7 Clues That Your Online Romance Is A Lesbian Dating Scam
There is a mistaken belief that when it comes to lesbian dating there is no need to worry about scams because there are no men involved. Unfortunately, sometimes the opposite is true.
Is the "perfect profile" you just viewed potentially the love of your life... or nothing more than a cold-hearted lesbian dating scam?
"Catfishing," the practice creating fake online dating profiles to lure in the unsuspecting, may range in spectrum from a simple misrepresentation of their appearance to being another person entirely.
These scams can be quite convincing and very clever. Read on for our 7 clues you should look out for to avoid falling for such a person.
1. Could I Take a Rain Check?
Many people who catfish never really intend to fall for anyone – they just like the attention that being online with a fake profile gives them. Consequently, they often don’t have any inclination to meet up. They may encounter chance complications or constantly find excuses. Fact is, whether it’s for the thrill or a more serious scam, they have no intention whatsoever to actually meet you. If you want to avoid scams, you should make sure to meet up before you get too close to someone. Better yet, most dating sites offer the option to video-chat. Be smart and take advantage of this feature to see exactly who is “hiding” behind those smooth words.
2. Having Vague or Outdated Pictures
Catfishing doesn’t always mean being someone else altogether. In fact, quite often it just means misrepresenting your appearance to a significant degree -- trying to hide ten pounds or ten years. If your new interest’s photos are blurry Polaroids, it’s likely that she’s hiding something from you, something that she might not be entirely secure about. If your gut feeling tells you something doesn’t feel quite right, just ask her for a recent picture before you meet up to avoid an awkward encounter.
3. Using Someone Else’s Picture
As you browse through her profile you can’t help it but be amazed from her stunning photos,"How could I possibly know?" you might ask. Fear not, we’re about to teach you how to use one of the easiest and most important tools of online dating safety. Right click your new interest’s photo and save it to your desktop. Load it into images.google.com. This will perform a "reverse image search" which will tell you whether this picture was pulled from anywhere on the web. If this picture happens to come up on a modeling site in the Ukraine and you’re speaking to an accountant in Idaho, well… something is fishy.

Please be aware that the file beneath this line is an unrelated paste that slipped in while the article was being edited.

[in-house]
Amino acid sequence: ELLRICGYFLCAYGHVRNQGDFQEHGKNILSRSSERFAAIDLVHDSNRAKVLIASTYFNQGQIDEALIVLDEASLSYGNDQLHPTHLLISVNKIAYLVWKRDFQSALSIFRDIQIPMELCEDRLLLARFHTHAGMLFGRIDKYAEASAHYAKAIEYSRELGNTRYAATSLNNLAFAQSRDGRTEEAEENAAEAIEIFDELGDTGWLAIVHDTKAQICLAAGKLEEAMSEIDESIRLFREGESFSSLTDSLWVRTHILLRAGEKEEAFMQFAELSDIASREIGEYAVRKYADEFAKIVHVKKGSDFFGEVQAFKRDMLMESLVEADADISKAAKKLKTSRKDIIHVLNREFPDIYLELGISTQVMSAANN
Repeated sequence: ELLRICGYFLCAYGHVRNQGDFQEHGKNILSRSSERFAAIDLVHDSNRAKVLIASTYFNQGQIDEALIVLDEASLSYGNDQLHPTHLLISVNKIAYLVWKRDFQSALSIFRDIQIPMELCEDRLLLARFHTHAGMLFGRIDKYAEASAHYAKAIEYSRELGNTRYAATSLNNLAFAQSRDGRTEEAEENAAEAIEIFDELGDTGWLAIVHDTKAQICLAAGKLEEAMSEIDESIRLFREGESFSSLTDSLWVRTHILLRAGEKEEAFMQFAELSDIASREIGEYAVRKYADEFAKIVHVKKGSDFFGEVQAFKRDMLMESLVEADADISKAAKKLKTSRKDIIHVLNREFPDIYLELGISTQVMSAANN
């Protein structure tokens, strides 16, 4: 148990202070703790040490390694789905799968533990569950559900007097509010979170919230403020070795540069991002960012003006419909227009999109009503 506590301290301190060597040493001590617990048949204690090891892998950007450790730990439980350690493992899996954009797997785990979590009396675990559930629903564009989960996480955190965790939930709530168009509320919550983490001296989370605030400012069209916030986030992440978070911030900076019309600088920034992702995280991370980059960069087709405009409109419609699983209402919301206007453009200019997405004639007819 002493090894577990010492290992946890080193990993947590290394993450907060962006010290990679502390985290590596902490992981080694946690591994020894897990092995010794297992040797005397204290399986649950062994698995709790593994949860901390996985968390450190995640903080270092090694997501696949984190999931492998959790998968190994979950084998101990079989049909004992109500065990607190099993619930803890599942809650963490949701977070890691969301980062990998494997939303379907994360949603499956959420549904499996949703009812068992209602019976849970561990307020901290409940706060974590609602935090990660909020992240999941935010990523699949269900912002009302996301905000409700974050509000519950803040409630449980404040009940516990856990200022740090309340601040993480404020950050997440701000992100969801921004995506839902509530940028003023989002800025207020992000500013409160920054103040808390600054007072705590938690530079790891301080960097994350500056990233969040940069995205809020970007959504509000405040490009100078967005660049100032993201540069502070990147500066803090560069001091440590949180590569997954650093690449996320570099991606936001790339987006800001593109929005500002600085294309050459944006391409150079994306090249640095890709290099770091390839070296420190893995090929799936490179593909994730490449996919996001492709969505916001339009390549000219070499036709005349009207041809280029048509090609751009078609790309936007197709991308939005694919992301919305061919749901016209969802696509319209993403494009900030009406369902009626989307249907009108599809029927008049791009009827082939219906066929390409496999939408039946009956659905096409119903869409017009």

4. Recurring Financial Hardships
Sometimes catfishing takes a darker, more insidious turn; some scammers really are out for the money, your money. It’ll usually begin with repeated references to money problems. Perhaps she needs money for an ill family member or to just help out with the rent. Either way, a potential scammer may ultimately begin asking you for money – often "just a loan."But beware and don’t give in to these sentimental manipulations. When dollars and cents are brought up, it’s definitely a lesbian dating scam and a sign for you to stop all communication at once.
5. Getting Too Close Too Fast
OK, sometimes we’re all guilty of this one. But it happens more often in online dating scams. Suddenly, your potential date-to-be is talking about how wonderful you are and how connected she feels with you. She likes all the same music and movies and food! While it feels so charming and flattering to receive all these great compliments, you should still be in guard. If she’s getting close too fast, she’s either a scammer or a clinger – and neither is the solid basis for a good relationship.
6. Having an Empty Profile
Use your common sense here; there are very few legitimate reasons for a person to have a vague profile on a trustworthy site like Match. If someone you’re talking to has few or no pictures and offers little to no information about themselves publicly, it’s probably because they’re tailoring who they are to your preferences as a part of their scam. Just block their account and move on.
7. Moving Communication Elsewhere
The final sign of being scammed is being asked to take things off the dating site. The scammer may ask you to connect with them on a messenger service like Kik or even just email them directly. Sometimes they’ll give you an odd looking number – beware! This is often a paid phone service. Take some time to get to know someone on the dating site first. Scammers like to go "off-site" because sites like Compatible Partners have extensive security measures and often catch them.
Though you do need to protect yourself online, keep in mind that the vast majority of profiles are entirely legitimate. Most dating sites, such as Zoosk, have procedures in place specifically to flag and delete fake accounts, so that you can feel secure in your new matches. So don’t let these potential scammers deter you from finding your love. Now that you are aware of some of the most common dating scams you can avoid falling into them - and fall in love instead.